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Book Review: Reggie, You Can't Change Your Past But You Can Change Your Future

Reggie Reggie Dabbs with John Driver

Subtitle: You Can’t Change Your Past But You Can Change Your Future

Publisher: Thomas Nelson

List Price: $15.99

Pages: 240

ISBN: 978-0849946264

Reggie Dabbs travels the world as a good pied piper to teens, leading them out of the dungeon of self-loathing in to the sunlight of a future and a hope. He gives his testimony as motivational speaker. Then he tells them they have worth and they will do wonderful things. The book, Reggie, explains his philosophy and relates his testimony. Pages follow each chapter so readers can understand how their past might have affected their lives. 

I hesitated to read Reggie because I thought “Oh no. another poor li’l kid story.” I reviewed other books in that genre and liked them for their happy endings. Presently, I don’t want the sadness. 

But I enjoyed Reggie’s story. He’s laugh-aloud funny even while telling of heartache when his schoolmates teased him because he looked like Fat Albert, Bill Cosby’s cartoon creation—and his sadness in discovering the parents he loved adopted him. He hurt for the mother who had him in prostitution to feed the rest of her children.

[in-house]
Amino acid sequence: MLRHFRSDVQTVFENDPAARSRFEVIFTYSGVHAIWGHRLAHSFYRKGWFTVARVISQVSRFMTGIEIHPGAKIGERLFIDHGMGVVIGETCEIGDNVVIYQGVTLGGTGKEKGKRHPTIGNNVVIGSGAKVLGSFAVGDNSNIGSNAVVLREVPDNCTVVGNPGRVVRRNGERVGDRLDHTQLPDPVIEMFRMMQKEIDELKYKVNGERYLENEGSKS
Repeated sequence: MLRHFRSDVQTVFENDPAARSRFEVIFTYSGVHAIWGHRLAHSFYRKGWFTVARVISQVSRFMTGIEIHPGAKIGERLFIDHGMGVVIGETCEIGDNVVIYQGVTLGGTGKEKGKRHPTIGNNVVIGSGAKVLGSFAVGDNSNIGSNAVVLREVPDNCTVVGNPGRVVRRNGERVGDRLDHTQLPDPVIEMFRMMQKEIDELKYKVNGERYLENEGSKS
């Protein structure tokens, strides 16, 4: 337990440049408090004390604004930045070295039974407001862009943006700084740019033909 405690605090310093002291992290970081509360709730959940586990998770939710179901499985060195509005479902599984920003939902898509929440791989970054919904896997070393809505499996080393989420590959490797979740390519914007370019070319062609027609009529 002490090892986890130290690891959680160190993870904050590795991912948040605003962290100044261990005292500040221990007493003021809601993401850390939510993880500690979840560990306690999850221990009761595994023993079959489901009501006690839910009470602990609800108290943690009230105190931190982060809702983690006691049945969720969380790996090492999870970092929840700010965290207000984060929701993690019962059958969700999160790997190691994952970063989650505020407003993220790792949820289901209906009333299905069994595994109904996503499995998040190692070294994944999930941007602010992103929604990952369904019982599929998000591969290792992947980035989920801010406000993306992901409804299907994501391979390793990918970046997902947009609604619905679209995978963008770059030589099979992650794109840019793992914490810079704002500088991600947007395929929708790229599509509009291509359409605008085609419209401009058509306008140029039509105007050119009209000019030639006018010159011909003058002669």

He believes too many children grow up feeling without value. It’s his mission to set them on a path of self-respect and achievement. He speaks like your neighbor across the fence, so those who want a scholarly thesis may want to bypass this. Worth reading for those with a heart for teens or a heart for a man who took a life of anything but privilege and, with God, changes society, one child at a time.


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